"Rick Tramonto is a busy man. Probably most well known as the founding chef and partner at renowned Chicago restaurant Tru, he has been honored with several culinary awards, appeared on "Top Chef" and "Top Chef Masters," and written a pile of cookbooks. But Tramonto will be the first to admit his journey hasn't been a cakewalk."
"Tramonto beat drug and alcohol addiction. He struggled with learning disabilities that were so cumbersome he didn't graduate from high school. His father was sent to prison for money laundering and embezzlement. And then there was the time his father threw his mother through a glass coffee table."
"After an avalanche, a couple on a skiing holiday notice changes to their existence, in this eerie fantasy of isolation, marital love and the afterworld."Following an avalanche on the slopes, the married couple Zoe and Jake find their hotel deserted, and along with it the entire resort village of Saint-Bernard-en-Haut. Where has everyone gone? Why can’t they reach their friends on the phone? Why don’t the candles burn out or the vegetables decay? Why does their compass spin around on its dial, and why does every path return them to Saint-Bernard? Joyce keeps describing the mist that cowls the village as “oyster gray,” as though some grain of experience inside it were being converted to a pearl. But what is it exactly that has enveloped them? Zoe and Jake eventually reach a tentative answer — death — and though the perceptive reader is likely to figure out what’s happening much sooner than they do, the novel has other mysteries to offer, which compound until the story’s final pages, when they resolve in a genuinely touching manner."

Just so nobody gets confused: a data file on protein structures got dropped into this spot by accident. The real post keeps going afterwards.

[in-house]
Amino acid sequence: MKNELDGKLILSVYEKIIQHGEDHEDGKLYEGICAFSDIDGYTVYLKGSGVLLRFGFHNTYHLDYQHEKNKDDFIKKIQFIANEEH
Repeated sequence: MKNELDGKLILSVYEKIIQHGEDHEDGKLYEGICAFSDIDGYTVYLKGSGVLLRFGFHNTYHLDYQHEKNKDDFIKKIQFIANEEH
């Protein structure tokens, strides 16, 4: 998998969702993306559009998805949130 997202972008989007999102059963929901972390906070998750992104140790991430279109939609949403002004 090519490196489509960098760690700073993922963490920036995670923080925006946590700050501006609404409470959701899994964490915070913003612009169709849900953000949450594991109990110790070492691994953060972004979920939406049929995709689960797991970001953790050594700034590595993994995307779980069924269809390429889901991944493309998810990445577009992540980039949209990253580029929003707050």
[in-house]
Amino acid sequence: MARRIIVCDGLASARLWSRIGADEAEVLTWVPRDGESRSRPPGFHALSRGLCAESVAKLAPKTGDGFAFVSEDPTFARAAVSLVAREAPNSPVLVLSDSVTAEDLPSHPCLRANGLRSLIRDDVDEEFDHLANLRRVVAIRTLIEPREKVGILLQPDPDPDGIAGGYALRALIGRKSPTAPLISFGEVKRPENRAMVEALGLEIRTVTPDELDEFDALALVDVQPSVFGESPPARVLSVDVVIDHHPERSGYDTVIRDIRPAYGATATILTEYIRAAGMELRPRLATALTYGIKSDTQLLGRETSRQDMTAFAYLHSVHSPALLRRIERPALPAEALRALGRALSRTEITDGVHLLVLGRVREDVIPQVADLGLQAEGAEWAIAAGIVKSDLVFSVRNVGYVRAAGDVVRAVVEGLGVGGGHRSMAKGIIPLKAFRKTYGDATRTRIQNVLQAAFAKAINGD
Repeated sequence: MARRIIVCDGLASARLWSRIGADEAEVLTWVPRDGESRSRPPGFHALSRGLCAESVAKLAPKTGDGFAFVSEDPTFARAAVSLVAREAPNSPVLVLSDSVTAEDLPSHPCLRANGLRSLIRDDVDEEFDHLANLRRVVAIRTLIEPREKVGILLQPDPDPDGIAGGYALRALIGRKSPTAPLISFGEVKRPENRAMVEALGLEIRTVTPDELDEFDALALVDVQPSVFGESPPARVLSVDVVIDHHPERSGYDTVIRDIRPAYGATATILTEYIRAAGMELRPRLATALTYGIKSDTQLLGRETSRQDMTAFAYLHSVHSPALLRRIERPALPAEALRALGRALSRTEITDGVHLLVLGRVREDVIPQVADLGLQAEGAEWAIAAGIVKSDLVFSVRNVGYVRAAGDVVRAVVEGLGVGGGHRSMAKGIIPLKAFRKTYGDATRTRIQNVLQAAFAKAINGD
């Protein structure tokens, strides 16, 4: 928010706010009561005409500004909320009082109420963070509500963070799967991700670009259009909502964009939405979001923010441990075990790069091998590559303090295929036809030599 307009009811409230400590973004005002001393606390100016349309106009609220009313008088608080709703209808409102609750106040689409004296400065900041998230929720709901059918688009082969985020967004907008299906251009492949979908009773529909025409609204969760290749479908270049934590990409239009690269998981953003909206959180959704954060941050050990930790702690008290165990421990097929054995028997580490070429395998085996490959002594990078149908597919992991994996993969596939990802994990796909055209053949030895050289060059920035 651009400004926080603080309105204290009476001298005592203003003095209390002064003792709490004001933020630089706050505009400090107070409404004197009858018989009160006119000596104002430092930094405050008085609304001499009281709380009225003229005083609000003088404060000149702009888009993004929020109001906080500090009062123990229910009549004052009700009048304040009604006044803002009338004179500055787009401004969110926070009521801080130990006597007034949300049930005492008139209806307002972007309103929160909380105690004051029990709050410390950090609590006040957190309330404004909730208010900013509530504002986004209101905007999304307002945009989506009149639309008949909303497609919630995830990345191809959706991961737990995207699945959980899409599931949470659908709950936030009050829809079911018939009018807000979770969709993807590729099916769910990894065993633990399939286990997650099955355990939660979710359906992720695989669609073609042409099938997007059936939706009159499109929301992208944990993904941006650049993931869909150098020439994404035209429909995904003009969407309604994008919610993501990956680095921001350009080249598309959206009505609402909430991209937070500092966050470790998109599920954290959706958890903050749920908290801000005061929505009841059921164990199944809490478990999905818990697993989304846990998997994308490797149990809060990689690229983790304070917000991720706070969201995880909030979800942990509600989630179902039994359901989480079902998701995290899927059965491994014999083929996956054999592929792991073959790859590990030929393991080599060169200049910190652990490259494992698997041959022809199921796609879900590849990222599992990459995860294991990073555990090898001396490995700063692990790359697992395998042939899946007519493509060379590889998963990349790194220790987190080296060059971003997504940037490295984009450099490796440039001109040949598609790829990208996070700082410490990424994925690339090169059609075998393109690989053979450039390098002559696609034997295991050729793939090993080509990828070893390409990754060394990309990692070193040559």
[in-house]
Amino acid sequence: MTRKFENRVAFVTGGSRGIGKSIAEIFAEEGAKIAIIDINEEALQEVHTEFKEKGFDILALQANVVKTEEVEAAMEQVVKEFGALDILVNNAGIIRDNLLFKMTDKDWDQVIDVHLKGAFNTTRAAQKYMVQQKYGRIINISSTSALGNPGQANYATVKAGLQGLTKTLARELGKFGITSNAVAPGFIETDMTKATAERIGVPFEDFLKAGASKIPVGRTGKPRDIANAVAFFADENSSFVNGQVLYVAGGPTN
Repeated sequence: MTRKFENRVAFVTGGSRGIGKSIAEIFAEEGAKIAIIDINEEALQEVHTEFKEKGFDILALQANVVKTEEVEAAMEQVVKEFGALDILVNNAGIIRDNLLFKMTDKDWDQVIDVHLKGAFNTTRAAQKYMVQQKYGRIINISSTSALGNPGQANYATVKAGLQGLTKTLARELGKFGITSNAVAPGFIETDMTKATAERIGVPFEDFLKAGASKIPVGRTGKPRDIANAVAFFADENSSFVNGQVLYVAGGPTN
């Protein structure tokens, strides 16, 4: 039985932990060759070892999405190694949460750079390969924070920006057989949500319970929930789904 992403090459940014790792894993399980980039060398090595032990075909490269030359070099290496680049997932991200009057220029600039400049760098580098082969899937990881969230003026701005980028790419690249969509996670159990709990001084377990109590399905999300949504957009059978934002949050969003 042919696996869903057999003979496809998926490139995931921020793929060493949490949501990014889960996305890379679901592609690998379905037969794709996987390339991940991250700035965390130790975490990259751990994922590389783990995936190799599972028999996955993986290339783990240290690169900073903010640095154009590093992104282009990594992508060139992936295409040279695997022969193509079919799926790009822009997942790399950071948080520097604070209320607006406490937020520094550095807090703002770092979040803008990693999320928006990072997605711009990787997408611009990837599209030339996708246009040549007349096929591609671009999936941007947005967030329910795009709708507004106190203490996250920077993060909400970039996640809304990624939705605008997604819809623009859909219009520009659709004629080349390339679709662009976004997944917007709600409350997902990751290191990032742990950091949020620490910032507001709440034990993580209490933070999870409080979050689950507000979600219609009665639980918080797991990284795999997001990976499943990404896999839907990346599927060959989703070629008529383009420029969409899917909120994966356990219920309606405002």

"I used to wake up at 4 a.m. and start sneezing, sometimes for five hours. I tried to find out what sort of allergy I had but finally came to the conclusion that it must be an allergy to consciousness."
"Heaven is for Real is written by an evangelical pastor, Todd Burpo, and tells of his then four-year-old son Colton, who survived emergency surgery and later told his family that he went to Heaven. Colton described seeing Jesus and meeting his miscarried sister and his great-grandfather, who died before he was born.